Saturday, January 28, 2012

Support S. 1884: School Access to Emergency Epinephrine Act

Recently, my niece Emily made a request on her blog, Food Allergy Thoughts (from Sophie Safe):
Please consider contacting members of this committee:

and asking them to support S. 1884: School Access to Emergency Epinephrine Act. This bill would allow schools to have a supply of epinephrine and administer it to any student believed to be having an anaphylactic reaction. If Ammaria Johnson's school had this policy, she would likely have lived. Let's get this bill passed so there are no more Ammarias.
Last night, I did just that, and I encourage you to do the same.

Why is this bill important to me? I read Emily's blog regularly, and have become more aware of the daily risks faced by children with allergies, such as Emily's daughter. Within the past year, I've read of two students, Ammaria and Katelyn, who died when allergic reactions sent them into anaphylactic shock. In both those cases, as I understand it, the school reacted quickly, and called 911, but no epinephrine was administered.

Someone (maybe it was Emily) once told me that the benefit of an Epipen is that it buys time, critical time, to allow a child to receive care at a hospital. Without it, a child can quickly succumb to the reaction, as happened with Ammaria and Katelyn.

"Quickly" is a relative term. In this blog entry, a parent describes her child's allergic reaction, in which his throat closed within 1-2 minutes. To me, that is frighteningly fast, and doesn't allow time to do much - except administer life-saving epinephrine, via that Epipen.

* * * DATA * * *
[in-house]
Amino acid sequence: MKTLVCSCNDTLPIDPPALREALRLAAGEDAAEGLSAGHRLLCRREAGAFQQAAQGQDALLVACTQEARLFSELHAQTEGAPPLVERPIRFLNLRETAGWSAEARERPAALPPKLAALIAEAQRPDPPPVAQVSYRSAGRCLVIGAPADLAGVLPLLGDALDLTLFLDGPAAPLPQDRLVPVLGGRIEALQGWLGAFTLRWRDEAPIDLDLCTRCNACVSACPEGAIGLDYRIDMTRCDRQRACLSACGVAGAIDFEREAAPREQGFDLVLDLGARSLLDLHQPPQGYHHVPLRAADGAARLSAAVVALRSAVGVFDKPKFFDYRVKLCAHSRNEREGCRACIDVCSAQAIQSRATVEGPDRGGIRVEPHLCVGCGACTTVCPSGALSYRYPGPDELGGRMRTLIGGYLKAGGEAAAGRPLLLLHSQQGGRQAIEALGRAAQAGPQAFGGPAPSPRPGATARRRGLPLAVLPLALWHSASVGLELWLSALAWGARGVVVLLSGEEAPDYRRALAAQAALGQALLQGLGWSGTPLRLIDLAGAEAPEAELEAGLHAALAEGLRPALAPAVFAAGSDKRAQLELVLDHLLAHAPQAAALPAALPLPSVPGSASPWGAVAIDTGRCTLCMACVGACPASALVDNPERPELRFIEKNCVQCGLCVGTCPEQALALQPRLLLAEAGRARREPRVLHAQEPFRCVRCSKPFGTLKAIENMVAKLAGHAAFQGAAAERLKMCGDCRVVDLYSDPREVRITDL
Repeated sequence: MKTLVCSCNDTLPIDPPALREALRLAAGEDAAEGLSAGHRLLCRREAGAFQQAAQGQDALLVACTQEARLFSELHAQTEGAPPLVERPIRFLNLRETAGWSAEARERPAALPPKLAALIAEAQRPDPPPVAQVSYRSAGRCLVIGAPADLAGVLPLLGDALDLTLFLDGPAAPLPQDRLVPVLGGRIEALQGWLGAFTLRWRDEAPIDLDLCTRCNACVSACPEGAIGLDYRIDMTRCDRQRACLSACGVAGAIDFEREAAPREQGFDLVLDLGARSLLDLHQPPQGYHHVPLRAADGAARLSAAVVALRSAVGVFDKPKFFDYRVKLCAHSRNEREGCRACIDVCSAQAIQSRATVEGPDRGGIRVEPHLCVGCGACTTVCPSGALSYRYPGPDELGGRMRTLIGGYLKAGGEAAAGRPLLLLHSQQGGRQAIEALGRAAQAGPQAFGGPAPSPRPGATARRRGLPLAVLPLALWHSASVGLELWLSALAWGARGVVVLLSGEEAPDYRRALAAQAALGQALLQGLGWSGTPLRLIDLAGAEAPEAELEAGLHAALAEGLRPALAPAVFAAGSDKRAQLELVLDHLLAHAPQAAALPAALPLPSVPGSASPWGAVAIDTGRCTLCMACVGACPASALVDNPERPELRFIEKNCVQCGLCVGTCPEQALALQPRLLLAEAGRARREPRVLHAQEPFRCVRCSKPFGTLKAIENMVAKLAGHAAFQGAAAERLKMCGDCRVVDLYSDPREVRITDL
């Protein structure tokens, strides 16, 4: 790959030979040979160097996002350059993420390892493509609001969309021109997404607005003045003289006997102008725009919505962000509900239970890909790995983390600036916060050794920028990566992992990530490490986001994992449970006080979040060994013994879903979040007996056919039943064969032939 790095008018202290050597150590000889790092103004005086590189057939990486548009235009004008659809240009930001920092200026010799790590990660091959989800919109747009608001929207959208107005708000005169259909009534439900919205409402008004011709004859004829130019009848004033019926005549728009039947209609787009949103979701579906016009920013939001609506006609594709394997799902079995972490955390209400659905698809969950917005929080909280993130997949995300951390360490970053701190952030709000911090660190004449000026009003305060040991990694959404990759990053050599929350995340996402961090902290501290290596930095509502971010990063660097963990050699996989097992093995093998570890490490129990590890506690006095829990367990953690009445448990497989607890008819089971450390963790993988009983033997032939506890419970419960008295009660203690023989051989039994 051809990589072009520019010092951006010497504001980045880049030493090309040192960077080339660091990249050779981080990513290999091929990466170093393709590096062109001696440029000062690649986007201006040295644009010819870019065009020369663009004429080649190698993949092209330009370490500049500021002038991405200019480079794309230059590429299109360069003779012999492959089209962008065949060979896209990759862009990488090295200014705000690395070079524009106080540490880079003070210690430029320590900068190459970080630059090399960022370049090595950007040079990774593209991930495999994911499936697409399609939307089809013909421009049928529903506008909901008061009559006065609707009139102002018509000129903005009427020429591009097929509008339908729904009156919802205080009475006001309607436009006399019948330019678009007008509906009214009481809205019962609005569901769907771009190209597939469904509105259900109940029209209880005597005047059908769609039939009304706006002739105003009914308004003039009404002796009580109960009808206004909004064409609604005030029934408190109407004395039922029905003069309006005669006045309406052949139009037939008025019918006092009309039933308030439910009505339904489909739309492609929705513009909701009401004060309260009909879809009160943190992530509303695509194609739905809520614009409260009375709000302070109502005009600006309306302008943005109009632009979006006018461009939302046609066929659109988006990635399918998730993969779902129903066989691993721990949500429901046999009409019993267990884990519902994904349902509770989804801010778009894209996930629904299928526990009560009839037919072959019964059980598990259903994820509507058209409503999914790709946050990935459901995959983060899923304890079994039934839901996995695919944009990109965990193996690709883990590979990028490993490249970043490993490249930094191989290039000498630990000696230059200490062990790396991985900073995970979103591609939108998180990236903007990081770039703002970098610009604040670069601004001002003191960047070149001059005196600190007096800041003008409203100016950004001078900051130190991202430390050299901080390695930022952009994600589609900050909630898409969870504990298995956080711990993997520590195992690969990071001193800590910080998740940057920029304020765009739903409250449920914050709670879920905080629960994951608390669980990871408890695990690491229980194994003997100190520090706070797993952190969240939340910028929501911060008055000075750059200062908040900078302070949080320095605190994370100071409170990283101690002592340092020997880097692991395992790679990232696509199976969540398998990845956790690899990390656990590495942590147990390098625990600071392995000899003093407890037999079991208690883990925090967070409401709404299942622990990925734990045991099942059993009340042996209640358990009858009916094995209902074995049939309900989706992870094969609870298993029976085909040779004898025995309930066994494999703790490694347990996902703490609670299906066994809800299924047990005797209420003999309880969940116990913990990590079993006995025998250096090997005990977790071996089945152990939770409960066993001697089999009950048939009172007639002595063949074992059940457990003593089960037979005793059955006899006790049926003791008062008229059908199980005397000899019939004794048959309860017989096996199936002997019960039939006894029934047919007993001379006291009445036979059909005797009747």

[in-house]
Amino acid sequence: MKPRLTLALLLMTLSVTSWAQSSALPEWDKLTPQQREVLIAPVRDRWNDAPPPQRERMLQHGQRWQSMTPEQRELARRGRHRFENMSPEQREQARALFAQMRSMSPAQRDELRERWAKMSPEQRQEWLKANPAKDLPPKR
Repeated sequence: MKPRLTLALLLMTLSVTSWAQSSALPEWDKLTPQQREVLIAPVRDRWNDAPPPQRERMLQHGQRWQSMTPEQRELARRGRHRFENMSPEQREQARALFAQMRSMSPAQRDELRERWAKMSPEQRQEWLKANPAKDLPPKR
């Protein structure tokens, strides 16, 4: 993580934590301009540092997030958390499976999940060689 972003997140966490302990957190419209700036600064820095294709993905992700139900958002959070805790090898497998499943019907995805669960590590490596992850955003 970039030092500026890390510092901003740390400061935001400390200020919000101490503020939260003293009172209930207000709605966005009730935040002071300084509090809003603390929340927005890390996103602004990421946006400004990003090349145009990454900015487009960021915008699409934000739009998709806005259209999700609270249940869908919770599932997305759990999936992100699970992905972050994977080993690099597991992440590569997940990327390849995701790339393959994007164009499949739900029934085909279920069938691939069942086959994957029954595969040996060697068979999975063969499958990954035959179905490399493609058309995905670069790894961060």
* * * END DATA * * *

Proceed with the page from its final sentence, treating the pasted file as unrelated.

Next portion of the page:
A bill that encourages schools to stock and use epinephrine seems like a no-brainer to me. If you agree, send a message (or messages) of support for S. 1884.

If you follow Emily's GovTrack link, you'll see a list of the committee members (only four show up on that page; you can use the navigating arrows and buttons to see all members). For each member you want to contact, if you click on their name, it takes you to their site on There, you can click on a link to their official website. On that site, you can find a 'contact' or similar link, which lets you fill out a form to send them your message.

That main first GovTrack link also lists the bills currently in committee, so you can find and read S. 1884.

As I was poking around GovTrack, I looked at the Tips for Communicating with Congress page. It was interesting, and talked about whether or not writing letters even helps, given the volume of communications that members of congress receive. My take-away was that it might help; it at least serves as a polling tool; and, form letters definitely don't help. When you do write, you should be specific, be brief, and explain why this issue is important to you.

Thanks for your support!

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